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MEDIEVAL-RELIGION  May 2016

MEDIEVAL-RELIGION May 2016

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Subject:

FEAST - Three Saints for the Day (May 29): Sts. Sisinnius, Martyrius, and Alexander

From:

John Dillon <[log in to unmask]>

Reply-To:

medieval-religion - Scholarly discussions of medieval religious culture <[log in to unmask]>

Date:

Sun, 29 May 2016 19:27:51 +0000

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text/plain

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medieval-religion: Scholarly discussions of medieval religion and culture

Sisinnius (also Sisinius), Martyrius, and Alexander (d. 397) are known collectively as the Martyrs of the Val(le) di Non, a subalpine valley in the far north of the Trentino.  According to their bishop, St. Vigilius of Trent, from whom we have two letters announcing their suffering, Sisinnius was an elderly deacon of Greek or Cappadocian heritage, Martyrius was a lector, and Alexander (Martyrius' brother) was a porter.  Going up into the Val(le) di Non to evangelize the inhabitants, they built a church a there and made converts.  After a few years had passed, they refused to permit a member of their congregation to take part in a spring lustration for the fertility of the fields.  This enraged the apparently still largely non-Christian locals, some of whom that evening attacked and severely beat Sisinnius and on the following day returned with others and hauled all three off to their deaths in front of an image of Saturn, the ancient Italian god of agriculture.

Vigilius' two letters are addressed to St. Simplicianus in Milan and to St. John Chrysostom in Constantinople, the metropolitans of the western and the eastern capitals of the Roman Empire.  That to Chrysostom was accompanied by relics of these new martyrs.  That to Simplicianus, which does not mention relics, provides a fuller narration and may have been preceded by a briefer report that was so accompanied.  Milan's basilica di San Simpliciano has long had relics of them.  In that city's legends the martyrs are said to have flown in the form of doves from the church of San Simpliciano to Legnano just before the battle there between troops of the Lombard League and those of Friedrich Barbarossa on 29. May 1176 and to have perched on the city's great war cart at throughout the entire affray, guaranteeing victory to the Milanese and to their league-fellows.  There have been annual commemorations at San Simpliciano since at least 1393.

Successive cathedrals of Trent have housed relics of these diocesan protomartyrs since at least the eleventh century. The center of their late medieval and modern cult is the basilica dei Santi Martiri Anauniensi at Sanzeno (TN), a church built over the remains of its predecessors by prince-bishops of Trent from 1480 until 1552 at the reputed site of the martyrs' suffering.  A later fifteenth-century tomb (1472) in its chapel devoted to them houses what are said to be relics of the wood from their funeral pyre (in 1895 these were described as coals and ashes) that had been preserved beneath the altar of the previous church:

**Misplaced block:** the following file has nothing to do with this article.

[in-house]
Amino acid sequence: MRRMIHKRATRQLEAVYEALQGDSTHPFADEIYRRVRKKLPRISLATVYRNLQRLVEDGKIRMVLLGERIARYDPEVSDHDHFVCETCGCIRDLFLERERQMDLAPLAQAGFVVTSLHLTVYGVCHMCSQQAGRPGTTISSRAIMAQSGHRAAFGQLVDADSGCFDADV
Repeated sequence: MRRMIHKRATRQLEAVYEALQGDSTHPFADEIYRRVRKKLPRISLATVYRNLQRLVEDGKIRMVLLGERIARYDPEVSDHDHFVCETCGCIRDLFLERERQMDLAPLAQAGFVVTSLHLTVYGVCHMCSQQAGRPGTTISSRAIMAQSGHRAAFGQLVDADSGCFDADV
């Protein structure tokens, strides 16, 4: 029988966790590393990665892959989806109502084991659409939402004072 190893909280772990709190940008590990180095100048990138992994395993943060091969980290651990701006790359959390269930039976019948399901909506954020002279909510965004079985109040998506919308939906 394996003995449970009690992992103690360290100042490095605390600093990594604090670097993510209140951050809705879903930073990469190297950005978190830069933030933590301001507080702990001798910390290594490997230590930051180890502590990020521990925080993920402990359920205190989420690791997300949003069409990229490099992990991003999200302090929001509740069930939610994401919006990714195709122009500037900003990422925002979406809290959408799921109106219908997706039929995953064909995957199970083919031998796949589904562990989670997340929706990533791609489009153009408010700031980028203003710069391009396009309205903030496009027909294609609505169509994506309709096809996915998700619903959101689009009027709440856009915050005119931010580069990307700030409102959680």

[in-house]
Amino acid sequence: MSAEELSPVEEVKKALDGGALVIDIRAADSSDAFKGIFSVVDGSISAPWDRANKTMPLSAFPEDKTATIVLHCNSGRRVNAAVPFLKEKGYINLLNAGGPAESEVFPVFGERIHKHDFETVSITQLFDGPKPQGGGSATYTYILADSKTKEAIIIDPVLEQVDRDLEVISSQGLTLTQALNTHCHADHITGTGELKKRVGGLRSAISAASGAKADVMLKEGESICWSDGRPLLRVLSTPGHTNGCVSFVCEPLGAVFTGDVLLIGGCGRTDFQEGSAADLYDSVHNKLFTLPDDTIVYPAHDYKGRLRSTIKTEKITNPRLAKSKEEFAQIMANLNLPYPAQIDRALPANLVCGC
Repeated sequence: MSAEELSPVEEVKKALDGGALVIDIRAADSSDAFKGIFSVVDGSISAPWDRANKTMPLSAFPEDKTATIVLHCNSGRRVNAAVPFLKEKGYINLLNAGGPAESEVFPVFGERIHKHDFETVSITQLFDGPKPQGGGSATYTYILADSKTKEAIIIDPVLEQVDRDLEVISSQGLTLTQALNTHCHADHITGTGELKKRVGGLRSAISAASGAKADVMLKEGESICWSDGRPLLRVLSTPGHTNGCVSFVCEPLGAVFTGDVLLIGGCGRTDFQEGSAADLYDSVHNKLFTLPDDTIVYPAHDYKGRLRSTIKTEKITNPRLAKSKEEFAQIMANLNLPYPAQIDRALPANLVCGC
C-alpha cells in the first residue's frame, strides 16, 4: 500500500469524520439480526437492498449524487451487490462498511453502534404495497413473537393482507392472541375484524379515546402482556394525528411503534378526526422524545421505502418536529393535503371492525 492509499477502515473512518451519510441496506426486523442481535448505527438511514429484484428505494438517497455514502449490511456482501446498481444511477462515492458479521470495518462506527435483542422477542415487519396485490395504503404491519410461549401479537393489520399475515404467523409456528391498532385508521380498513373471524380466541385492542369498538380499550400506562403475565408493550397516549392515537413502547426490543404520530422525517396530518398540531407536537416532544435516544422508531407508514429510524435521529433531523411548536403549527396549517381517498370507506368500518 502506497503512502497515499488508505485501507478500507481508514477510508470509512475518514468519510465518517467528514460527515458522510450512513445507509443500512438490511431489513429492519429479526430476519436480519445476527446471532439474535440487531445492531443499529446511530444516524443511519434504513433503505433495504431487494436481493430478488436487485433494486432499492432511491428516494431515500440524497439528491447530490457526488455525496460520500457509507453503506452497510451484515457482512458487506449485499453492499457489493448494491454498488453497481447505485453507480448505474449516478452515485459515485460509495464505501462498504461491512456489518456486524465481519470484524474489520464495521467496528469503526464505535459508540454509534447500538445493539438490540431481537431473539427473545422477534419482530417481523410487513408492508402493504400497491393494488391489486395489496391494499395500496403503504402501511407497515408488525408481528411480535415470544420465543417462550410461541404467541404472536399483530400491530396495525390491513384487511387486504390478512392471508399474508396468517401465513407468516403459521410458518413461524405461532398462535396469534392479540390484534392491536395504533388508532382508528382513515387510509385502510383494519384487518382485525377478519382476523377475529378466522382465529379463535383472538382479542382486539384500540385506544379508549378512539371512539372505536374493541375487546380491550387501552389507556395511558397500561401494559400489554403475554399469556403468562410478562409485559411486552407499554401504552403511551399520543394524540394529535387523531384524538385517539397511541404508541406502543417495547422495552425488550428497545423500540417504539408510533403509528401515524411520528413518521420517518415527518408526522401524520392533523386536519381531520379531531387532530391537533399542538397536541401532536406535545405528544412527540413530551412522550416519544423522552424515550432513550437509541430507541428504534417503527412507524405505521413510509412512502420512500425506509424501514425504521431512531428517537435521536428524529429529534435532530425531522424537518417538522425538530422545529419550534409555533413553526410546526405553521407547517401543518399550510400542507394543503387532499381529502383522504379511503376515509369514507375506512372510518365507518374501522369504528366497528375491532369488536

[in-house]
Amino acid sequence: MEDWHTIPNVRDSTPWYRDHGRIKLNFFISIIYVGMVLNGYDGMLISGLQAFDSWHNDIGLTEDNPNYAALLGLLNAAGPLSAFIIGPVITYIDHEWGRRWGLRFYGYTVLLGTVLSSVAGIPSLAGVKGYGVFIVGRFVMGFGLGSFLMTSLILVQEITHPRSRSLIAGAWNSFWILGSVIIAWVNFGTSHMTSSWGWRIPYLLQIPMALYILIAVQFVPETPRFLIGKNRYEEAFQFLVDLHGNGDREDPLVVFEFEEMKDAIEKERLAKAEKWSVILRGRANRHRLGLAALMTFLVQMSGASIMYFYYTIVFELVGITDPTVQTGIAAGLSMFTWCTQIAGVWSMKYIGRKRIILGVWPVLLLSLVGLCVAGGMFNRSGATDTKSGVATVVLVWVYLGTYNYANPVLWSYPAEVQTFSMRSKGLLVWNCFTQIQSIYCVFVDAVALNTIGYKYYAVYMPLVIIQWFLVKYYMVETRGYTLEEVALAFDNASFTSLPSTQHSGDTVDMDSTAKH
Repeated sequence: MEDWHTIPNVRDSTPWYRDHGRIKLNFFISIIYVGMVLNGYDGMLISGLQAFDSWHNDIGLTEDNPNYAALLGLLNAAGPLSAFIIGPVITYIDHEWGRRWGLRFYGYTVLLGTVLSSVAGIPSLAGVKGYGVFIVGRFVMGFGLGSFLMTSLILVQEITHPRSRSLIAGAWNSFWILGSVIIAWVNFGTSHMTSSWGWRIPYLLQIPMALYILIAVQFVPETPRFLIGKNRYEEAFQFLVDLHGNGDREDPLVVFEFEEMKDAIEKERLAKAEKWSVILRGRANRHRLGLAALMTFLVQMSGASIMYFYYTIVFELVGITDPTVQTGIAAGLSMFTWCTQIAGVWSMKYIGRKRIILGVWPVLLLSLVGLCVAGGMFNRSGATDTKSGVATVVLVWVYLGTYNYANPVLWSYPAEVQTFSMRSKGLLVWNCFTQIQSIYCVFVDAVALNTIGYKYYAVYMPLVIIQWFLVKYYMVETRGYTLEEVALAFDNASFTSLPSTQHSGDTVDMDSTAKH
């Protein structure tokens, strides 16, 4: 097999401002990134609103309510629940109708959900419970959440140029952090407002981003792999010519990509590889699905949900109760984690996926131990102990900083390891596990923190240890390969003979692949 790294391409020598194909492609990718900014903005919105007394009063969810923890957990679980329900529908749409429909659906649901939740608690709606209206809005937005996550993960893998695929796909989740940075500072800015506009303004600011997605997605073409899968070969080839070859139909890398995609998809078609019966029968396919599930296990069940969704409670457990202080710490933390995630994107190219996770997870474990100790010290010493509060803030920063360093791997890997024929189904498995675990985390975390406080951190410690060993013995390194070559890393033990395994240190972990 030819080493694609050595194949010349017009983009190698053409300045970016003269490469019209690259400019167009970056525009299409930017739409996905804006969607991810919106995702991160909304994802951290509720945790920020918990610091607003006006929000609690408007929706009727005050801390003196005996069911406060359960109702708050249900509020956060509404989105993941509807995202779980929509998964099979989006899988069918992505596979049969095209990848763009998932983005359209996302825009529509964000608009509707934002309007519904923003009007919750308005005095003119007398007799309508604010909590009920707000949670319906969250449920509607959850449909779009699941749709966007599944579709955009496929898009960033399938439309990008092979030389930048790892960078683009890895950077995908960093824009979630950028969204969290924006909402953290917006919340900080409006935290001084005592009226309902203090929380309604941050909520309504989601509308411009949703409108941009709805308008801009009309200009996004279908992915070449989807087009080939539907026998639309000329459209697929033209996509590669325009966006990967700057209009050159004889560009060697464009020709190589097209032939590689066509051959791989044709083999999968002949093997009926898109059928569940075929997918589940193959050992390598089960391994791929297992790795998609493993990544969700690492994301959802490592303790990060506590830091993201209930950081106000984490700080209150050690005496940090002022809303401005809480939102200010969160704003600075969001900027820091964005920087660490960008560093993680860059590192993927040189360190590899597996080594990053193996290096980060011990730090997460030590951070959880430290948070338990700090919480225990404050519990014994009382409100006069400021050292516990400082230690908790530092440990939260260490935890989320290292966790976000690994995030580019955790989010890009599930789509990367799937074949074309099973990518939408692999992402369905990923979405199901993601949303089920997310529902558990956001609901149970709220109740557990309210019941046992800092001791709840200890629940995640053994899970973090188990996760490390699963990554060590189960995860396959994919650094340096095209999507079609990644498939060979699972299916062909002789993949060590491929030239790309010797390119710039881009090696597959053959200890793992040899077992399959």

http://www.santimartiri.org/immagini/cappella1.jpg


Some period-pertinent images of Sts. Sisinnius, Martyrius, and Alexander, the Martyrs of the Val(le) di Non:

Sisinnius, Martyrius, and Alexander as depicted (their souls received in heaven) in an originally twelfth-century fresco (discovered in 1918 and probably touched up in subsequent "cleaning") in the cappella dei Martiri in the basilica dei Santi Martiri Anauniensi in Sanzeno (TN) in Trentino - Alto Adige:
https://www.flickr.com/photos/martin-m-miles/21275357843

Sisinnius, Martyrius, and Alexander as depicted (disapproving worship of Saturn; being burned on a pyre, with their souls received into heaven) in a late fourteenth-century embroidery panel of Bohemian manufacture for a parament of some sort (ca. 1390-1391; one of five illustrating the legend of St. Vigilius) in the Museo Diocesano Tridentino in Trent:
http://tinyurl.com/gu7cmwc

Sisinnius as depicted (at right, flanking the BVM and Christ Child; at left, St. Vigilius) by Cecchino da Verona in a mid-fifteenth-century triptych (1454) in the Museo Diocesano Tridentino in Trent:
Grayscale view:
http://catalogo.fondazionezeri.unibo.it/foto/40000/32800/32638.jpg
Smaller view in color:
http://www.muronico.it/I_tre_santi.jpg

Sisinnius, Alexander, and Martyrius as depicted (second, third, and fourth from left; at left, St. Romedius; all attired as pilgrims) in a late fifteenth-century fresco in the chiesa di San Tommaso in Dres, a _frazione_ of Cles (TN) in Trentino - Alto Adige:
http://pierocomai.altervista.org/storie/images/san_Romedio_e.jpg

Sisinnius, Martyrius, and Alexander as depicted (scenes) by Bernardino Luini in a set of panel paintings from an earlier sixteenth-century altarpiece (1525) in the chiesa di San Sisinio in Mendrisio (canton Ticino) in Switzerland and now in the Norton Simon Museum in Pasadena (CA):
http://tinyurl.com/z2bkw5b
http://tinyurl.com/26stqaj
http://tinyurl.com/2bj8y87
http://tinyurl.com/26fqjlv 
http://tinyurl.com/gryehcc

Best,
John Dillon

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